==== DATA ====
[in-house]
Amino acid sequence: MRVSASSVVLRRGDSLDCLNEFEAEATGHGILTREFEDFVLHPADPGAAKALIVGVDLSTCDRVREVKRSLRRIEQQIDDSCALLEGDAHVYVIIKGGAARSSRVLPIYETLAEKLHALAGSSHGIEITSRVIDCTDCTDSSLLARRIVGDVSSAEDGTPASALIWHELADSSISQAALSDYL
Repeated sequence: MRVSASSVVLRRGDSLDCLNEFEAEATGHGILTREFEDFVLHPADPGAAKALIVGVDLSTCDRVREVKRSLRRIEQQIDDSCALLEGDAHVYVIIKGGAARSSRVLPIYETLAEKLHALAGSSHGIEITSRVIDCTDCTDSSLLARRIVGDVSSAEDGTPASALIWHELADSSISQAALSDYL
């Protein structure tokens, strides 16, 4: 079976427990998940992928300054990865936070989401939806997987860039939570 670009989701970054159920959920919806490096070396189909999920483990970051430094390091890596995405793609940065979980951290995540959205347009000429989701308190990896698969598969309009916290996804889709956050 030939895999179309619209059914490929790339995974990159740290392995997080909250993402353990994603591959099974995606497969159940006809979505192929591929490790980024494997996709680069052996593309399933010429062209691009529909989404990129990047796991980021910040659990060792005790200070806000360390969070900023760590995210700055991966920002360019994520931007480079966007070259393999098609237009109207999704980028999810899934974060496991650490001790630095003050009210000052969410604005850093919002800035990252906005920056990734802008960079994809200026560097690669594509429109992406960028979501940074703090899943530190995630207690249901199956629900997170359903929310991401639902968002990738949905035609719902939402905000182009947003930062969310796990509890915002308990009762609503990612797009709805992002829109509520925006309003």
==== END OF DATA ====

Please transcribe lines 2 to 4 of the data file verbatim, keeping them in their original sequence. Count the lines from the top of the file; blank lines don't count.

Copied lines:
Amino acid sequence: MRVSASSVVLRRGDSLDCLNEFEAEATGHGILTREFEDFVLHPADPGAAKALIVGVDLSTCDRVREVKRSLRRIEQQIDDSCALLEGDAHVYVIIKGGAARSSRVLPIYETLAEKLHALAGSSHGIEITSRVIDCTDCTDSSLLARRIVGDVSSAEDGTPASALIWHELADSSISQAALSDYL
Repeated sequence: MRVSASSVVLRRGDSLDCLNEFEAEATGHGILTREFEDFVLHPADPGAAKALIVGVDLSTCDRVREVKRSLRRIEQQIDDSCALLEGDAHVYVIIKGGAARSSRVLPIYETLAEKLHALAGSSHGIEITSRVIDCTDCTDSSLLARRIVGDVSSAEDGTPASALIWHELADSSISQAALSDYL
């Protein structure tokens, strides 16, 4: 079976427990998940992928300054990865936070989401939806997987860039939570 670009989701970054159920959920919806490096070396189909999920483990970051430094390091890596995405793609940065979980951290995540959205347009000429989701308190990896698969598969309009916290996804889709956050 030939895999179309619209059914490929790339995974990159740290392995997080909250993402353990994603591959099974995606497969159940006809979505192929591929490790980024494997996709680069052996593309399933010429062209691009529909989404990129990047796991980021910040659990060792005790200070806000360390969070900023760590995210700055991966920002360019994520931007480079966007070259393999098609237009109207999704980028999810899934974060496991650490001790630095003050009210000052969410604005850093919002800035990252906005920056990734802008960079994809200026560097690669594509429109992406960028979501940074703090899943530190995630207690249901199956629900997170359903929310991401639902968002990738949905035609719902939402905000182009947003930062969310796990509890915002308990009762609503990612797009709805992002829109509520925006309003």